If you were looking for a Beatle who respected the British royal family and could be counted on to say the right thing at the right time, John Lennon wasn’t your guy. Over the years, John made it clear he wasn’t gunning for a knighthood, starting with the return of his MBE to Queen Elizabeth in 1969.
But even in the pre-Beatlemania days, John wanted to get a few shots in when the Fab Four played the Royal Variety Show of 1963. “I cracked a joke on stage,” he said in Anthology. “I was fantastically nervous, but I wanted to say something to rebel a bit, and that was the best I could do.”
Before diving into “Twist and Shout,” John calmly approached the microphone and requested some help from the audience. “Would the people in the cheapest seats clap your hands,” he said. “And the rest of you, if you’d just rattle your jewelry.”
While the Queen Mother and the rest of the audience took John’s crack well enough, it took some guts on the part of the most irreverent member of The Beatles. According to a longtime Beatles engineer, John made his joke on a dare by Paul McCartney.
Paul McCartney reportedly egged John Lennon on to tell his joke
Beatles fans often turn to Here, There and Everywhere (2006) by Geoff Emerick for a look behind the scenes at the band at work on their famous records. But Emerick gave fans much more that. For instance, Emerick had an ear for gossip, and he included plenty of it in his best-selling book.
A good example comes in Emerick’s account of the sessions that produced “I Want to Hold Your Hand” and “This Boy” in October ’63. That day, while at work on these tracks, The Beatles learned they would play the upcoming benefit show for the royal family.
According to Emerick, the band was very excited to play variety the show, as it was a clear sign they’d made it. And he recalled John plotting to tell a joke to shake up the party as soon as they booked the gig.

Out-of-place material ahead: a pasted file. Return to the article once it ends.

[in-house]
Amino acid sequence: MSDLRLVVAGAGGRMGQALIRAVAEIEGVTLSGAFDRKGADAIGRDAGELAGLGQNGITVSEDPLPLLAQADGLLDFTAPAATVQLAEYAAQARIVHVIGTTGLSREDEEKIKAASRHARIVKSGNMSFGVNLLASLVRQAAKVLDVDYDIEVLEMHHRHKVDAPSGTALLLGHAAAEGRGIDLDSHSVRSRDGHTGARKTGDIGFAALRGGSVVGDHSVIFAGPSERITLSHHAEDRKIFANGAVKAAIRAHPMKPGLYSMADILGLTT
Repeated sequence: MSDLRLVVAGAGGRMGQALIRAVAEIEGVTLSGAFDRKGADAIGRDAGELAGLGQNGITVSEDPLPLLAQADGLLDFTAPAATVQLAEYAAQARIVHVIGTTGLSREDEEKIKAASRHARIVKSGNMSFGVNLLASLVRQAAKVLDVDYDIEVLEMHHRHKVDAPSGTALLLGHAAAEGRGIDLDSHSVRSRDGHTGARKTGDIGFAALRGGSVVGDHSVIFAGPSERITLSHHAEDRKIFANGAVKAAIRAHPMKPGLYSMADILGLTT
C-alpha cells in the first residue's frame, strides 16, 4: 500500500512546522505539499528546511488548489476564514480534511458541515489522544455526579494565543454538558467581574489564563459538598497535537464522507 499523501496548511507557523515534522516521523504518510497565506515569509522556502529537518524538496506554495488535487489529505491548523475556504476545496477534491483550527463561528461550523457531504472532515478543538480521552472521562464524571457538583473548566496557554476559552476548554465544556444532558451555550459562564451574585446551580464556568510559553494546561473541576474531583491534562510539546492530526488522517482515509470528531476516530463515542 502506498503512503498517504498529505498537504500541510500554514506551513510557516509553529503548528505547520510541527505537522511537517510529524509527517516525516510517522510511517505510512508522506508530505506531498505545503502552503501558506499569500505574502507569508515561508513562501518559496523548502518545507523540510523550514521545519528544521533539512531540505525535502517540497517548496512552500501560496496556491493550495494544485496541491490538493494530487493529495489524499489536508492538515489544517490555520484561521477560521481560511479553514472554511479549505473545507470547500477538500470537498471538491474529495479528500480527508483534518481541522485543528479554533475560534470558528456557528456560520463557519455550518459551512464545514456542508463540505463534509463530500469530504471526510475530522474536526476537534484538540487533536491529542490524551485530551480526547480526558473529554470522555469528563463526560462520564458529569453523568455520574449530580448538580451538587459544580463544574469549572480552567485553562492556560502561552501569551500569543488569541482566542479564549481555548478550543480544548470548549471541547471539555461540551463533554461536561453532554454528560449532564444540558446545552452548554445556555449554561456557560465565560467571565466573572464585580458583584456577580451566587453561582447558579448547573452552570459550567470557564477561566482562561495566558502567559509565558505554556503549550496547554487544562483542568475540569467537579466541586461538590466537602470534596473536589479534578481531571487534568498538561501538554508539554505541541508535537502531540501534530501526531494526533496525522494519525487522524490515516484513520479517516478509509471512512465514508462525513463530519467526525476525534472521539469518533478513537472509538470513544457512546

While adjusting a microphone, Emerick said he heard John work on his line about rattling jewelry. “Paul’s reply was a taunting ‘I dare ya!’” Emerick wrote. When John indeed told his joke in front of the Queen Mother weeks later, Emerick wasn’t surprised.
John threatened to go further, Geoff Emerick said
While Emerick caught that snippet of conversation between John and Paul, his sources said John threatened to take his joke further. Or maybe he just wanted to needle Beatles manager Brian Epstein on the day of the show.
“I heard afterward that Lennon kept winding Brian up backstage,” Emerick wrote. “Telling him that he was going to tell the audience to rattle their f*cking jewelry. Needless to say, Brian was absolutely terrified, pleading with John not to utter that word.”
In the end, John played it safe. George Harrison remembered thinking John had planned his joke well in advance. “I think he’d spent a bit of time thinking of what he could say,” George said in Anthology. “I don’t think it was spontaneous.”
That corroborates Emerick’s story on some levels. (Some have questioned the engineer’s recollections.) But either way Emerick’s take on John and Paul sounds about right. He described John as “the bad boy, the rebel” and Paul as “the instigator,” though someone who’d never dream of telling that joke. Apropos of nothing, Paul McCartney was knighted in 1997.
Also see: Why Pink Floyd Didn’t Use Paul McCartney’s Contribution to ‘Dark Side of the Moon’
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